Harding v Buckinghamshire Healthcare NHS Trust (13 September 2017)

C was born on 13 June 1990. (paragraph 1)

C arrived at the hospital, by ambulance, on 25 July 2012 at 01.55 having been assaulted… and having sustained a wound over the right side of the head. He was handed over to the Emergency Department at 02.45. In very broad summary, the Claimant had suffered a skull fracture and, as a consequence, he was developing an extradural haematoma (EDH), which required emergency treatment. He was not sent for CT scanning until after 05.00 am at which point the nature of the injury was first appreciated. As the hospital had no emergency neurosurgical facilities, he was later transferred to… Oxford where he received operative treatment, namely a decompression of the EDH. He has made a partial recovery. He claims that he was negligently treated; his true condition should have been diagnosed much earlier and, if that had been done, he would likely have made a full (or much fuller) recovery. (paragraph 2)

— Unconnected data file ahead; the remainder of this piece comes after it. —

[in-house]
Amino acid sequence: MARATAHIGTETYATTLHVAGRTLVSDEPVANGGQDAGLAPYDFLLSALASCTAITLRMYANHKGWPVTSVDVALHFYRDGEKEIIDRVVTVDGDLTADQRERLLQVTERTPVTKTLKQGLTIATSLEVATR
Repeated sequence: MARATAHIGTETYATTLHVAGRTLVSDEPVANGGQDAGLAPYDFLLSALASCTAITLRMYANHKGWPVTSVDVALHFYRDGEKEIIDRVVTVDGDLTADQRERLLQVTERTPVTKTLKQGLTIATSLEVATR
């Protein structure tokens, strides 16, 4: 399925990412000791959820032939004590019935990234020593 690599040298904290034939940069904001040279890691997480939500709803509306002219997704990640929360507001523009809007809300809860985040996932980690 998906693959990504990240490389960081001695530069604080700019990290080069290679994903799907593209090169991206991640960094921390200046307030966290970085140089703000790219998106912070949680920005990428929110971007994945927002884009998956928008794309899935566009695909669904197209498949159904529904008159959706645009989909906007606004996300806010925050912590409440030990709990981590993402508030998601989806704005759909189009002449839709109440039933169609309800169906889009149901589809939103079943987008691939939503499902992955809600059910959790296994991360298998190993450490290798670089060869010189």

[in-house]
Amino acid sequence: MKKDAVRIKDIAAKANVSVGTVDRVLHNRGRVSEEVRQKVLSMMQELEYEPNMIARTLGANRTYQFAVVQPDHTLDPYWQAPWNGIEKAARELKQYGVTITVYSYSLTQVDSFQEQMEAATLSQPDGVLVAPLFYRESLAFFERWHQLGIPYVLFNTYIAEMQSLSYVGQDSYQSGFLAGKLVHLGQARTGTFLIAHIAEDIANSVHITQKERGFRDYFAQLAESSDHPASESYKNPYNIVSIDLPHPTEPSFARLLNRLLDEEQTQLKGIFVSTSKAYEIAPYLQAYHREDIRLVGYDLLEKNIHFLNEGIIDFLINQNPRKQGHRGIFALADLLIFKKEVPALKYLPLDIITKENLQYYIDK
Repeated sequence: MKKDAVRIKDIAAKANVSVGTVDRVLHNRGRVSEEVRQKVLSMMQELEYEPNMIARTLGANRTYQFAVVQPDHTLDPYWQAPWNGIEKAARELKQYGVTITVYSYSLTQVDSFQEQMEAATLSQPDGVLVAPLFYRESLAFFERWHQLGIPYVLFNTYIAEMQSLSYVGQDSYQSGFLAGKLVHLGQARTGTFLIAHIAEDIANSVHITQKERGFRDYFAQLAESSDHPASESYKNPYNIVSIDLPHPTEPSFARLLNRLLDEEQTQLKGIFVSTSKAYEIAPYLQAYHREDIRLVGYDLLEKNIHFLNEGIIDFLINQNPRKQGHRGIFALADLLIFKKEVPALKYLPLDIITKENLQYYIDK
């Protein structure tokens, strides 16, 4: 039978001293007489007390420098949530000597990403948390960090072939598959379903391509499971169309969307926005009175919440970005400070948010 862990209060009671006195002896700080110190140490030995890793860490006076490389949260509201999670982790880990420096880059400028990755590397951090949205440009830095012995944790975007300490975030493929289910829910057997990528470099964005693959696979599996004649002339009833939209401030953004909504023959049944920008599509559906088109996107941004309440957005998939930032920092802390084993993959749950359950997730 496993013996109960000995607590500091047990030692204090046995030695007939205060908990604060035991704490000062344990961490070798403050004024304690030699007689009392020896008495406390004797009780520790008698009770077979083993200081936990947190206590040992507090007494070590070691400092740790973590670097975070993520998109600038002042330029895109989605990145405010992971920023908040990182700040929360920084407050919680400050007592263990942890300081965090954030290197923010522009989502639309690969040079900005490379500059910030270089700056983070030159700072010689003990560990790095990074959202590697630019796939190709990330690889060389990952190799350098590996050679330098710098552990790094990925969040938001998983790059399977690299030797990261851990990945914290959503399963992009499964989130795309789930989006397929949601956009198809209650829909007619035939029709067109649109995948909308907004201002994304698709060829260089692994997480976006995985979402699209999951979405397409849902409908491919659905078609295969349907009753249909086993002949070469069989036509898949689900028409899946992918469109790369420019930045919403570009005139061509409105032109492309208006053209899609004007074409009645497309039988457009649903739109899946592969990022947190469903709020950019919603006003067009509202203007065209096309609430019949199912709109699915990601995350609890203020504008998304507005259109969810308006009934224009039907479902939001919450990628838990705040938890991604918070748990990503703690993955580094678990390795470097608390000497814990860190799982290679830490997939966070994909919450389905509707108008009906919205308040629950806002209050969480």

This is the trial of the issue of liability, or more accurately the trial of causation. D admits breach of duty but denies causation. It is admitted that C should have been sent for a CT scan shortly after arrival in the Emergency Department. It is D’s case that, with immediate and proper treatment, C would have made no better recovery. He has suffered no loss by the admitted breach of duty. (paragraph 3)

…it also follows from all of this that D’s admitted negligence made no material contribution to the injuries. At the very most, in my judgment, C lost the chance of a very small improvement in outcome. There must be judgment for D. (paragraph 64)